Cape Horn Falls: Secrets Of The East Fork

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  • Miles: 0.8
  • Time: 45 min
  • Difficulty: Moderate
  • Best Season: Late Spring
  • Elevation Gain: 157 ft
  • Max Elevation: 1753 ft
  • Type of Trail: Out & Back
  • Parking Lot: Road Turnouts
  • Dogs: Allowed On A Leash
  • Restrooms: Not Available
  • Trail Popularity: Extremely Low
  • Pics Taken On: Aug 22, 2023

Hidden in the East Fork of the San Gabriel Canyon lies a beautiful 2-tier cascade. The entire hike is a true adventure. I had to cross the roaring San Gabriel River, bushwhack my way through a trail-less canyon, and climb over smaller waterfalls to get to Cape Horn Falls, all while avoiding poison oak.

Cape Horn Falls is a roughly 70-foot waterfall that only flows after a really wet winter. The trail is virtually non-existent, which means hikers will have to bushwhack for some sections of the trail. Poison oak is abundant, and two small waterfalls must be climbed over to get to the primary waterfall. This hike is definitely not for beginners.

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Cape Horn Falls Trail Map

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Cape Horn Falls Elevation Profile

Download Printable PDF Map

Directions

To be redirected to the trailhead via Google Maps, click the link here. Parking is very limited, especially on weekends.

Do NOT leave anything valuable in your car, as this is the exact place where my truck was broken into.

Helpful Links

Weather

SoCal Adventure Pass (required for parking in CA mountains)

Cape Horn Falls Trail

Once again, don’t leave valuables in your car, as this place is known for low lives breaking into peoples’ cars.

I parked a little further up the road and walked down until I saw the gate in the image below. This was the beginning of the adventure.

Cape Horn Falls Trailhead

After walking past the gate, I made a left until I spotted this sign underneath the trees. This is the area where I crossed the San Gabriel River.

Since I visited two days after Hurricane Hilary, the river was deeper than usual. I found myself a sturdy walking stick and made my way across.

The deepest section of the river was only about 3.5 feet, but it’s usually a lot shallower.

San Gabriel River

I tried to enter the canyon by following the creek into the tributary. However, the creek, which was located on the right side of the canyon mouth, was surrounded by too much dense vegetation.

I had a much easier time entering the canyon from the left (the left side assuming you’re facing the canyon mouth shown below).

Cape Horn Canyon

Once I entered Cape Horn Canyon, I bushwhacked my way across until I reached the stream that was located on the opposite side of the canyon.

From this point forward, all I did was trek upstream.

Keep an eye out for poison oak, as it’s abundant. The first major obstacle was a roughly six-foot waterfall. Although it wasn’t a big waterfall, it was incredibly slippery.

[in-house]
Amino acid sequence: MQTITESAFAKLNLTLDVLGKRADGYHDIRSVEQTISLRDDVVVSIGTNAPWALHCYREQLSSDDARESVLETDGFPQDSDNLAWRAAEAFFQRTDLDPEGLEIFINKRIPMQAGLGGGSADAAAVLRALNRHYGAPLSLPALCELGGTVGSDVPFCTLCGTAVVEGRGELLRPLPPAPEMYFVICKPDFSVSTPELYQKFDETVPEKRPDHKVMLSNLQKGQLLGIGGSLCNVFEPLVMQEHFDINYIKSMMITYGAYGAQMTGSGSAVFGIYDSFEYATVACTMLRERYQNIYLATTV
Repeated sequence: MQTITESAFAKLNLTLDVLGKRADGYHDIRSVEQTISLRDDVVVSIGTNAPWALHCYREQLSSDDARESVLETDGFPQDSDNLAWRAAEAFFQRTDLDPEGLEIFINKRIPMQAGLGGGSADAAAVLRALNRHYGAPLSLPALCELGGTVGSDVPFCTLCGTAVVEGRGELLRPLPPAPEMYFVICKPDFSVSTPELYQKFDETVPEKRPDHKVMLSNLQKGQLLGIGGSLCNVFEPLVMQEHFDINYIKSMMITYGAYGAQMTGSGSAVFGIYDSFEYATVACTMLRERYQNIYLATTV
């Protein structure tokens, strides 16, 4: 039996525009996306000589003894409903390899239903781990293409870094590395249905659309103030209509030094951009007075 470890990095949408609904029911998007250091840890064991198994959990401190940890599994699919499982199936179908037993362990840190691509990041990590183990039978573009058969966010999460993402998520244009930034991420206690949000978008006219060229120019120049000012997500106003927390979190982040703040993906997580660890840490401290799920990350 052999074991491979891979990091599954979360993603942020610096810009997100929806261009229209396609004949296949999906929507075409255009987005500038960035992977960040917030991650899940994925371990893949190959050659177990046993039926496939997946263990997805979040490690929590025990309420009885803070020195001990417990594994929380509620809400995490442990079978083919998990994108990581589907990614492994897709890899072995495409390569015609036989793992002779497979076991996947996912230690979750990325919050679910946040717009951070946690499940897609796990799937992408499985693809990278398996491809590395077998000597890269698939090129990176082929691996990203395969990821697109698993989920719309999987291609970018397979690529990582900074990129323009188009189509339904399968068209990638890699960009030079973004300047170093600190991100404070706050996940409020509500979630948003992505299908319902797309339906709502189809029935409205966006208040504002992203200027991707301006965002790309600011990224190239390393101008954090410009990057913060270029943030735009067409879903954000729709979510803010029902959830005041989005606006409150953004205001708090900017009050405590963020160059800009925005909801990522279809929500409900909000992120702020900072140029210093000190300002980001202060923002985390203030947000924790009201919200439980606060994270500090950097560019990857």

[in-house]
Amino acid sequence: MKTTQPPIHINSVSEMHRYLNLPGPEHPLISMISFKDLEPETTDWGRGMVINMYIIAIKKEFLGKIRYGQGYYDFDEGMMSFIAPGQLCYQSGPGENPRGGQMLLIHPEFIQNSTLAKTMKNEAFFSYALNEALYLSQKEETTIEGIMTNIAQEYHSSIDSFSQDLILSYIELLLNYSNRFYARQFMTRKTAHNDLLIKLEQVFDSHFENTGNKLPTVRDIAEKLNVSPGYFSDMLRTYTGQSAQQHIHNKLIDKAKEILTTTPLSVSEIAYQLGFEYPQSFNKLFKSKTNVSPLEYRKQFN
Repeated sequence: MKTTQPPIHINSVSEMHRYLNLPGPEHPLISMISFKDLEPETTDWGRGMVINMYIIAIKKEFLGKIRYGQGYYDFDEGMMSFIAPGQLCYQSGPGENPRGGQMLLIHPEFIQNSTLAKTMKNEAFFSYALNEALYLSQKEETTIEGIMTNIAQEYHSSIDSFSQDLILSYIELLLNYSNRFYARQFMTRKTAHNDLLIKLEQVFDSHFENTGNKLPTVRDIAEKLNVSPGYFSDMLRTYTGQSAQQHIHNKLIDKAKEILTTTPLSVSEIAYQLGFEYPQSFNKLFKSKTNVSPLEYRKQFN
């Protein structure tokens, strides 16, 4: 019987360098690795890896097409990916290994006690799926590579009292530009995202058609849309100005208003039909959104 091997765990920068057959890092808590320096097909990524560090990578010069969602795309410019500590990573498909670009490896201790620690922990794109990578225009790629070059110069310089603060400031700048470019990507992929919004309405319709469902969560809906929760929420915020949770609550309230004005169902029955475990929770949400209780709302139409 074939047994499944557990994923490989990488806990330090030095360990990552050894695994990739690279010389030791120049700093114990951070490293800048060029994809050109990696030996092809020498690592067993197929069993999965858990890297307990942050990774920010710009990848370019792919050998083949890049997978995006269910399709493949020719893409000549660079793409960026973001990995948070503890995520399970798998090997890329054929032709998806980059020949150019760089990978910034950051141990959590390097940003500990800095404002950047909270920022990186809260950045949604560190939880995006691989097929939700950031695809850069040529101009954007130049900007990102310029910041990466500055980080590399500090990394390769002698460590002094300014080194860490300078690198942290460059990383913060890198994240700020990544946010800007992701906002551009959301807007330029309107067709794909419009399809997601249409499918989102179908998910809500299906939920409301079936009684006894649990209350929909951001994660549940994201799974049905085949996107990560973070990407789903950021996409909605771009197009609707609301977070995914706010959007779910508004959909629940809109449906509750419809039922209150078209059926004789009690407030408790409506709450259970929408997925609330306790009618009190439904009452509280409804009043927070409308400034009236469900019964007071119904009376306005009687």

If climbing isn’t your forte, look for signs of a worn-out trail to the left of the falls, as you can go around.

Fortunately, about halfway through the hike, the vegetation cleared up. Still no trail, but it’s better than bushwhacking.

Shortly thereafter, I reach the second small waterfall. Luckily, this one was much easier to climb over, as it wasn’t as vertical as the first.

The canyon was quiet. We didn’t see a single person on the hike.

Just when I was starting to wonder if one of the small waterfalls was the secret Cape Horn Falls that I was looking for I heard the sound of roaring water in the distance, and spotted something glistening through the trees.

Me Spotting Cape Horn Falls

Destination reached! The waterfall was bigger than I thought it would be.

Cape Horn Falls

The falls had two main tiers, three if you include the tiny four-foot tier at the very bottom.

Did you know there are two abandoned tunnels in the East Fork? They were built in the 60’s to allow Los Angelinos to escape to the high desert in the event of a nuclear holocaust. I’m not kidding. Check out the post Shoemaker Canyon Rd.

Cape Horn Falls

Unfortunately, it’s tough to see the entire top tier from the canyon floor, but after flying the drone, I realized that the top tier was actually larger than the bottom tier.

Cape Horn Falls Bottom Tier

This hike was a true adventure. Thanks to the fact that there were no other people in sight and because I had to bushwhack my way through many sections, I felt like I was able to truly disconnect from the city and plug myself right into Mother Nature.

Cape Horn Falls Drone Shot

Cape Horn Falls is located in the East Fork, but did you know 50 ft Lewis Falls is located just up the North Fork? Click here to check it out. I highly recommend combining the waterfalls and making a day out of it, as both hikes are very short.

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Hello, There!

I’m Phillip, and just like you, I feel very passionate about California and the outdoors. After many years of exploring amazing and hidden places, I thought I’d share them with you. Life goes by fast so get out there and enjoy it.  

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